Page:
It is hard to imagine two more contrasting workplace environments than a design firm and a Coast Guard cutter. But despite obvious differences in mission, culture, and organizational structure, both design firms and military units share the fundamental challenge of organizing and motivating people to work together toward common goals—as well as the need for capable leadership.
The military has a long history of studying leadership and teaching the subject to its members, and principles of military leadership have been the subject of countless business
books. The Office of Leadership of the U.S. Coast Guard, for example, has created a model that emphasizes four dimensions of leadership supported by 28 competencies:
1. Leading self: the understanding of self and one’s own values and abilities.
ESSENTIAL COMPETENCIES: accountability and responsibility, followership, self-awareness and learning, aligning values, health and wellbeing, personal conduct, technical competency
2. Leading others: the ability to work with and influence people whether functioning as a supervisor, mentor, manager, peer or worker.
ESSENTIAL COMPETENCIES: effective communication, influencing others, respect for others and diversity, team building, taking care of people, mentorship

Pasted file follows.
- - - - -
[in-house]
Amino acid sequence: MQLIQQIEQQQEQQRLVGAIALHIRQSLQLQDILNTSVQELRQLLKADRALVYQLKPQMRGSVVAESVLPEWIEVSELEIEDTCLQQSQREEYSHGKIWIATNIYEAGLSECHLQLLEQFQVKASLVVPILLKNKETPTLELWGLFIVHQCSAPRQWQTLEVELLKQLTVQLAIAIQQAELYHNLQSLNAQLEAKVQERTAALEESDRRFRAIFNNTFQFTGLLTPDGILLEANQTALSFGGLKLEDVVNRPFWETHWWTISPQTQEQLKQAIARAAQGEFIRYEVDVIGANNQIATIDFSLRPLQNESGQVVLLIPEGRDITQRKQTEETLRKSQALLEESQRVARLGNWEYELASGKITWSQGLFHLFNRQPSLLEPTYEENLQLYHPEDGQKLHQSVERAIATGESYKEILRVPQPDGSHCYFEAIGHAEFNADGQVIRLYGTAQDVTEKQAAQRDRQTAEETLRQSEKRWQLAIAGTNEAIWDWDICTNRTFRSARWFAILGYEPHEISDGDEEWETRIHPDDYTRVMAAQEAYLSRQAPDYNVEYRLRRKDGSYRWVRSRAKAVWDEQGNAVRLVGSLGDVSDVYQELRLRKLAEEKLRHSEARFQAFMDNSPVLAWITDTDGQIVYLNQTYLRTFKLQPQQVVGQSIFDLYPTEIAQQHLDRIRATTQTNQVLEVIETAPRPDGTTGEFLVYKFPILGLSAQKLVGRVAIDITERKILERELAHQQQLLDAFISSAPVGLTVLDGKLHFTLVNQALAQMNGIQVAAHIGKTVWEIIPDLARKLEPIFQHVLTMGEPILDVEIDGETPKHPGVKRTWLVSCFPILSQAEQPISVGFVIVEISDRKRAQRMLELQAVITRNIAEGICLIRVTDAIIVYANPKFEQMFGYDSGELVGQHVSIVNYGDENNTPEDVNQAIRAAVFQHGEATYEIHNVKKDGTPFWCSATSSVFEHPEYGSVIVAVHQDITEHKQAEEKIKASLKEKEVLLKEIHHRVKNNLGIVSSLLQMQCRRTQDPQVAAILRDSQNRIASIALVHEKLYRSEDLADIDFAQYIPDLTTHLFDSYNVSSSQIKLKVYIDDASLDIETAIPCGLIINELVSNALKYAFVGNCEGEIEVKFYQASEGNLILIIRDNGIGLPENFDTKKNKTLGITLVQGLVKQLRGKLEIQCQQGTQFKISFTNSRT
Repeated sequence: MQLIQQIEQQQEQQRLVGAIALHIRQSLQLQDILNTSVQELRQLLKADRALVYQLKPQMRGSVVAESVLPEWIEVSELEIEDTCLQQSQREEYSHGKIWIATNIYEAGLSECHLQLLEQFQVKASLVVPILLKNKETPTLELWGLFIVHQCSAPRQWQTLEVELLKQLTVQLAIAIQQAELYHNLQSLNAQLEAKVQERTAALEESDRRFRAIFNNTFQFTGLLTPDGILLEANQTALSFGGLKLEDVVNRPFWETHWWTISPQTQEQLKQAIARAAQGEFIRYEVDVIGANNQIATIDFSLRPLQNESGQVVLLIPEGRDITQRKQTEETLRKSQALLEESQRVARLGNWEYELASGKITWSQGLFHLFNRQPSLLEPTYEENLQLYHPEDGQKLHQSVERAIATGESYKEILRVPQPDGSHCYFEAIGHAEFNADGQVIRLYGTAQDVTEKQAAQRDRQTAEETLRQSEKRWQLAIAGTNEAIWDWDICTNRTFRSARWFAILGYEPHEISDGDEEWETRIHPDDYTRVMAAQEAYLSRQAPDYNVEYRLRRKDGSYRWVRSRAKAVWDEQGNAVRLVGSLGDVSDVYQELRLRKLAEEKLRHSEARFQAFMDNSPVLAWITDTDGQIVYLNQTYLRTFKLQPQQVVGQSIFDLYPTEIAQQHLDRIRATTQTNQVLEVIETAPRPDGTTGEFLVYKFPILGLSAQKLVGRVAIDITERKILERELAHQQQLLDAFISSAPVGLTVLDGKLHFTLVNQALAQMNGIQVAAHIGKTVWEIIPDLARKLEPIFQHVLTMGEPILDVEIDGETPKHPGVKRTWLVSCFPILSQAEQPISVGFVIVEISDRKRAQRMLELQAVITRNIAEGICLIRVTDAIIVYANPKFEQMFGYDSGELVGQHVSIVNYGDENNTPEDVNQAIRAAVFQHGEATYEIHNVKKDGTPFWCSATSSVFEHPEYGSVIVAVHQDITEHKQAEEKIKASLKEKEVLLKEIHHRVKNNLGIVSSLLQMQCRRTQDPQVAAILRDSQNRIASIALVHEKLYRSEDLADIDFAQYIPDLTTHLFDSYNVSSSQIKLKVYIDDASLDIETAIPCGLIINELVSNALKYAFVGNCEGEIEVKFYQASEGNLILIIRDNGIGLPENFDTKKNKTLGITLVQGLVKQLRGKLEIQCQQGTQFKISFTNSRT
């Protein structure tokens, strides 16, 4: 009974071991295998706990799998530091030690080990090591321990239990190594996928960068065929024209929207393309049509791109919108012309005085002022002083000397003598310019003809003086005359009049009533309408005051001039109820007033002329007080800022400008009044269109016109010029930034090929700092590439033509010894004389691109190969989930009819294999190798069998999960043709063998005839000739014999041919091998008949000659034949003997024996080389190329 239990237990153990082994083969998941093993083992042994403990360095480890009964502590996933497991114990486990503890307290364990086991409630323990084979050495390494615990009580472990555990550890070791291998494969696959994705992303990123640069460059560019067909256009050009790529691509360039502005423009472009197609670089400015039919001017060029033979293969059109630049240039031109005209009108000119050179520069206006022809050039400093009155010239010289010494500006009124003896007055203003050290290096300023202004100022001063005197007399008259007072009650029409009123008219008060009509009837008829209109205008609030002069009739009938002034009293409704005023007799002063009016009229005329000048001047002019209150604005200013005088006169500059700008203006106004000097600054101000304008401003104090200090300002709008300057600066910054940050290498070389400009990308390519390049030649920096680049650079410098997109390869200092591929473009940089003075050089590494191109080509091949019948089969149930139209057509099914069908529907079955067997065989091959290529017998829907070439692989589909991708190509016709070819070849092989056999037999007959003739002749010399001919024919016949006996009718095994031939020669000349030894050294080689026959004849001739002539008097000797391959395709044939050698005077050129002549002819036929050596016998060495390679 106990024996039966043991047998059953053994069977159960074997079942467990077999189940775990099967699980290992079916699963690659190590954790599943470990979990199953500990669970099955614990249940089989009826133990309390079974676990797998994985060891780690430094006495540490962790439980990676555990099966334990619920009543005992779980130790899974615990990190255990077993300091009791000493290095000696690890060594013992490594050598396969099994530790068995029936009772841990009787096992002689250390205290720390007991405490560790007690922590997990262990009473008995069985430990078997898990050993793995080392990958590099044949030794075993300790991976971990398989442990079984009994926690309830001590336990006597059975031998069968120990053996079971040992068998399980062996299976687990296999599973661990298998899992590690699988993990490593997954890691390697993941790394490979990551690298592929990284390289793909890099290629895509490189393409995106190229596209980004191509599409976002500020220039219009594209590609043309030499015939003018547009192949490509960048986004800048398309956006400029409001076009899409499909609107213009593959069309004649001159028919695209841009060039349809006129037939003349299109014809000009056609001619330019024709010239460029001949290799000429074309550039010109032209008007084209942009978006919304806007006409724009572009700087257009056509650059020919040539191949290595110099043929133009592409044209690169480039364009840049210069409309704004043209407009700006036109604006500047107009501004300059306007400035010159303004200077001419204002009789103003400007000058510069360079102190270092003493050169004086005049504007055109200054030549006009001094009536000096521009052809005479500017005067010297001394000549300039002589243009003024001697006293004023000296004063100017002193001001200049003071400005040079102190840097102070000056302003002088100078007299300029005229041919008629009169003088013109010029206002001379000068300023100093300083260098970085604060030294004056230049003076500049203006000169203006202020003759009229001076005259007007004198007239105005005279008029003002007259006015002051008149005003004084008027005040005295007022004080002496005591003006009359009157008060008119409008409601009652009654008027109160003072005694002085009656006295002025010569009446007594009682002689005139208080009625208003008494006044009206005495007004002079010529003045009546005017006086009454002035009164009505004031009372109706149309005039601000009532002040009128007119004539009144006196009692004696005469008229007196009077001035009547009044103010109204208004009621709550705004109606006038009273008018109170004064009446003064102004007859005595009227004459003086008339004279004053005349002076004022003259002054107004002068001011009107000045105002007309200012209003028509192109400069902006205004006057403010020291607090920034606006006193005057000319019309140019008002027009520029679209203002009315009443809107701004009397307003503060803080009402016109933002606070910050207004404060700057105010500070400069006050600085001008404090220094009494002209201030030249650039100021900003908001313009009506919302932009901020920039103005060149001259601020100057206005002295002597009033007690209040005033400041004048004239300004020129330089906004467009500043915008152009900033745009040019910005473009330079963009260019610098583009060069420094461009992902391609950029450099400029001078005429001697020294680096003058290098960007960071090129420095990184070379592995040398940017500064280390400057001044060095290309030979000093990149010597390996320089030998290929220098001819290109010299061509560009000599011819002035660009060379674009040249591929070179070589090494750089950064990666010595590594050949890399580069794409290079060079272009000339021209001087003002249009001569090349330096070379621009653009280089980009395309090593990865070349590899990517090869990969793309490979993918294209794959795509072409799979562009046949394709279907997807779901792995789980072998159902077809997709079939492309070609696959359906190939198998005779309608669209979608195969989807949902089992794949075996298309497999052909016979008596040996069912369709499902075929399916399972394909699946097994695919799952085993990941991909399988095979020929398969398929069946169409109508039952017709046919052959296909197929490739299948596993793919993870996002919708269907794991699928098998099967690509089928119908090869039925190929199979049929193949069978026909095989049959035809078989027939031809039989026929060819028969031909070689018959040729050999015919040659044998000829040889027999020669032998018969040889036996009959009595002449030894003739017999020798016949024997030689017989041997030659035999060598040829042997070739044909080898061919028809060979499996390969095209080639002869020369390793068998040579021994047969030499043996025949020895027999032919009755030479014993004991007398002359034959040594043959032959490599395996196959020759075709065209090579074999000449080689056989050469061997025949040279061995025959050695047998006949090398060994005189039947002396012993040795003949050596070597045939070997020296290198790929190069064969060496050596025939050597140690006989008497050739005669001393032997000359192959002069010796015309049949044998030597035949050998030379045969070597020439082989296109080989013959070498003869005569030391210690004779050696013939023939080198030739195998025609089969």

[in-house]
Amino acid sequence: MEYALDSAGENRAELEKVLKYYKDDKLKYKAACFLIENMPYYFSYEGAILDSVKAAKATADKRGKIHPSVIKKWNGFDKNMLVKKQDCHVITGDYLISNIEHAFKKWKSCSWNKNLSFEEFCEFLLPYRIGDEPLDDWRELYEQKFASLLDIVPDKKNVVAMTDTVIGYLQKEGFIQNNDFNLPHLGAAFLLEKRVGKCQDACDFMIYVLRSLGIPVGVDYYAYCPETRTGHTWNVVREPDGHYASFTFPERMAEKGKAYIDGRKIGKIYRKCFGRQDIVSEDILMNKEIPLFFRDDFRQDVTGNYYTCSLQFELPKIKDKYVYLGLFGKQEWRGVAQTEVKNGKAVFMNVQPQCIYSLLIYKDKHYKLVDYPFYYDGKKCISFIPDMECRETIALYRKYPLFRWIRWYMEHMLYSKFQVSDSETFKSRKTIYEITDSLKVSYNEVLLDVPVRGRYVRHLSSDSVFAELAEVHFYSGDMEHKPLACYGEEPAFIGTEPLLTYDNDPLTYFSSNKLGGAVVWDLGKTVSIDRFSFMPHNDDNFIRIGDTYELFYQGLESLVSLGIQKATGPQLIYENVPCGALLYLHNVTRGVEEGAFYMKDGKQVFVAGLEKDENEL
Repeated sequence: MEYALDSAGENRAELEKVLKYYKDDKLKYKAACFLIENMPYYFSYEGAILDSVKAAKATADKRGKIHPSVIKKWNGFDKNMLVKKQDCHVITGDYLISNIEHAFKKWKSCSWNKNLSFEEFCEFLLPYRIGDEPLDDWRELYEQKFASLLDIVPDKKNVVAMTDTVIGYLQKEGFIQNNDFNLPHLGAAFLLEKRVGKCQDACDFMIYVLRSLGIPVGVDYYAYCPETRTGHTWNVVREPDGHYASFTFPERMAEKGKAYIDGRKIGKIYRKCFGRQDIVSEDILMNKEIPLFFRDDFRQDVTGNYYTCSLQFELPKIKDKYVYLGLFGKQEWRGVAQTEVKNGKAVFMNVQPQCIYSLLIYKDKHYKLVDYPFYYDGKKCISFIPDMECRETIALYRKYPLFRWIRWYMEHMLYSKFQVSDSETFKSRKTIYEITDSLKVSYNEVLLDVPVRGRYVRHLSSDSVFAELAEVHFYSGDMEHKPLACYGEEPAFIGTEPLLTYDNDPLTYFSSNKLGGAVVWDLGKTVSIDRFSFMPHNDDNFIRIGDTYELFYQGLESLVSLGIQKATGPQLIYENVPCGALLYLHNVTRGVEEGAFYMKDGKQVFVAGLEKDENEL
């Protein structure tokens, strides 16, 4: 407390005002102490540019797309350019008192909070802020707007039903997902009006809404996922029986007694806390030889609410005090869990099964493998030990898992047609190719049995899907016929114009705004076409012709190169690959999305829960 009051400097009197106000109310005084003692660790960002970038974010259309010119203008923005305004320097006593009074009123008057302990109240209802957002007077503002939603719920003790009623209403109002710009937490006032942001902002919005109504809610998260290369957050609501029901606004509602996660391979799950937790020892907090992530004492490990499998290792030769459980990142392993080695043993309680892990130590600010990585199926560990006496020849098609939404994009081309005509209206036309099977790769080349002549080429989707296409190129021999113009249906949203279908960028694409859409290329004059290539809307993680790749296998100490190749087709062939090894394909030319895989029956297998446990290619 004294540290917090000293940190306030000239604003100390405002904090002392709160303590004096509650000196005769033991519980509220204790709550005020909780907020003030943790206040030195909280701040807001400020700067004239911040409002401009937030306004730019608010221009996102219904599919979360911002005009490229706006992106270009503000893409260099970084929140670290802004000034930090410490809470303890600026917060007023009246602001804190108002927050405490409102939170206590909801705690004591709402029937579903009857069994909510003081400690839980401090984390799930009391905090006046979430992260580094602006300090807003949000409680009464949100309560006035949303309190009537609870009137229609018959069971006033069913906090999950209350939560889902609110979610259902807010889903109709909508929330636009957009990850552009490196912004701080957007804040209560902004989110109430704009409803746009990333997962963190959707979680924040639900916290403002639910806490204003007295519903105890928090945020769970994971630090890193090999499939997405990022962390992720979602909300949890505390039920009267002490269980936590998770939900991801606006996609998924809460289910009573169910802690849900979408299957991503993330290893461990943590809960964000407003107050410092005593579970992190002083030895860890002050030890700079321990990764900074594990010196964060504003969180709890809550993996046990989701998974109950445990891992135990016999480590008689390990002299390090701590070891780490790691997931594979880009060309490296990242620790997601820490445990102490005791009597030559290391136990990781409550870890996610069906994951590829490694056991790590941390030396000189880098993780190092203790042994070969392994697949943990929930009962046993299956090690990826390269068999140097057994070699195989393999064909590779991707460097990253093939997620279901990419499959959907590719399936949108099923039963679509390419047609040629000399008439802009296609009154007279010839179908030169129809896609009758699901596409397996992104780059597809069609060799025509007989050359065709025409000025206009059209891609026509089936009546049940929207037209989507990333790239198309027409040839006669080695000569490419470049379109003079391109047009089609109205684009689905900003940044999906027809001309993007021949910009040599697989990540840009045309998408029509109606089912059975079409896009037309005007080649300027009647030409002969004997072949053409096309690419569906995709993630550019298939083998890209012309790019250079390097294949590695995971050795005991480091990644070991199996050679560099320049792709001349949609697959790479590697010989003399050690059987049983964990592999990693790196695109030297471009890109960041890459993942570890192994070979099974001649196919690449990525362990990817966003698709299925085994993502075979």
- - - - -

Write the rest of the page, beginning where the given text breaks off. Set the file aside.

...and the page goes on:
3. Leading performance and change: the responsibility of leaders to uphold standards and accomplish goals in a fluid environment.
ESSENTIAL COMPETENCIES: customer focus, management and process improvement, decision making and problem solving, conflict management, creativity and innovation, vision development and implementation
4. Leading the organization: the understanding of how one’s effort and team fit into the larger ecosystem of stakeholders.
ESSENTIAL COMPETENCIES: stewardship, technology management, financial management, human resource management, partnering, external awareness, entrepreneurship, political savvy, strategic thinking
For more information on the U.S. Coast Guard leadership program: